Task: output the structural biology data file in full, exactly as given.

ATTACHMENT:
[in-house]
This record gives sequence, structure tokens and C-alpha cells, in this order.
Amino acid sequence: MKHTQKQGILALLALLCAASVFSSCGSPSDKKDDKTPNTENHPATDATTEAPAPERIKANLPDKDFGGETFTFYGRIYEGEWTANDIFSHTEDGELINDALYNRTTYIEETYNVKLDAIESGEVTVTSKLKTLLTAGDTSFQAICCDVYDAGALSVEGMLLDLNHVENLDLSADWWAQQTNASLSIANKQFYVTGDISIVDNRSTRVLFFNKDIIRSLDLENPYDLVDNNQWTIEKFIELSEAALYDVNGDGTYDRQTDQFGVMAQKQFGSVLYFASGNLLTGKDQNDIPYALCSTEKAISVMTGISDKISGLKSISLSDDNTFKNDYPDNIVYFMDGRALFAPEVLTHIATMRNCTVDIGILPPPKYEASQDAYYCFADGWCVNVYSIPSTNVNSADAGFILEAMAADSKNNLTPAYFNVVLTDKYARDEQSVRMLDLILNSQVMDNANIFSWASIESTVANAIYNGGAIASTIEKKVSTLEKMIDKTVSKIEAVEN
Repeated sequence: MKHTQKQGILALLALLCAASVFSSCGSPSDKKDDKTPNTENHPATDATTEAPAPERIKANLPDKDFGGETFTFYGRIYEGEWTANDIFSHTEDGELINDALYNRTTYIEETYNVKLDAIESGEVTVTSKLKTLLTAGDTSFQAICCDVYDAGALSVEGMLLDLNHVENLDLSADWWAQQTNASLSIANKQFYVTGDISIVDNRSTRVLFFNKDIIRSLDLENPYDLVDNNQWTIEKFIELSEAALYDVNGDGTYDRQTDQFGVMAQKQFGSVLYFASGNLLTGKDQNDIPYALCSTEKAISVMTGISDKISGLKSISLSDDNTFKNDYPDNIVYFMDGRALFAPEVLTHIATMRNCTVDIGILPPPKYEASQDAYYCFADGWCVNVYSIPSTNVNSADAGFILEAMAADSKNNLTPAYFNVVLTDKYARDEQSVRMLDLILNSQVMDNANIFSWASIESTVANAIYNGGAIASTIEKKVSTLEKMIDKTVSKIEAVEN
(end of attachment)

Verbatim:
[in-house]
This record gives sequence, structure tokens and C-alpha cells, in this order.
Amino acid sequence: MKHTQKQGILALLALLCAASVFSSCGSPSDKKDDKTPNTENHPATDATTEAPAPERIKANLPDKDFGGETFTFYGRIYEGEWTANDIFSHTEDGELINDALYNRTTYIEETYNVKLDAIESGEVTVTSKLKTLLTAGDTSFQAICCDVYDAGALSVEGMLLDLNHVENLDLSADWWAQQTNASLSIANKQFYVTGDISIVDNRSTRVLFFNKDIIRSLDLENPYDLVDNNQWTIEKFIELSEAALYDVNGDGTYDRQTDQFGVMAQKQFGSVLYFASGNLLTGKDQNDIPYALCSTEKAISVMTGISDKISGLKSISLSDDNTFKNDYPDNIVYFMDGRALFAPEVLTHIATMRNCTVDIGILPPPKYEASQDAYYCFADGWCVNVYSIPSTNVNSADAGFILEAMAADSKNNLTPAYFNVVLTDKYARDEQSVRMLDLILNSQVMDNANIFSWASIESTVANAIYNGGAIASTIEKKVSTLEKMIDKTVSKIEAVEN
Repeated sequence: MKHTQKQGILALLALLCAASVFSSCGSPSDKKDDKTPNTENHPATDATTEAPAPERIKANLPDKDFGGETFTFYGRIYEGEWTANDIFSHTEDGELINDALYNRTTYIEETYNVKLDAIESGEVTVTSKLKTLLTAGDTSFQAICCDVYDAGALSVEGMLLDLNHVENLDLSADWWAQQTNASLSIANKQFYVTGDISIVDNRSTRVLFFNKDIIRSLDLENPYDLVDNNQWTIEKFIELSEAALYDVNGDGTYDRQTDQFGVMAQKQFGSVLYFASGNLLTGKDQNDIPYALCSTEKAISVMTGISDKISGLKSISLSDDNTFKNDYPDNIVYFMDGRALFAPEVLTHIATMRNCTVDIGILPPPKYEASQDAYYCFADGWCVNVYSIPSTNVNSADAGFILEAMAADSKNNLTPAYFNVVLTDKYARDEQSVRMLDLILNSQVMDNANIFSWASIESTVANAIYNGGAIASTIEKKVSTLEKMIDKTVSKIEAVEN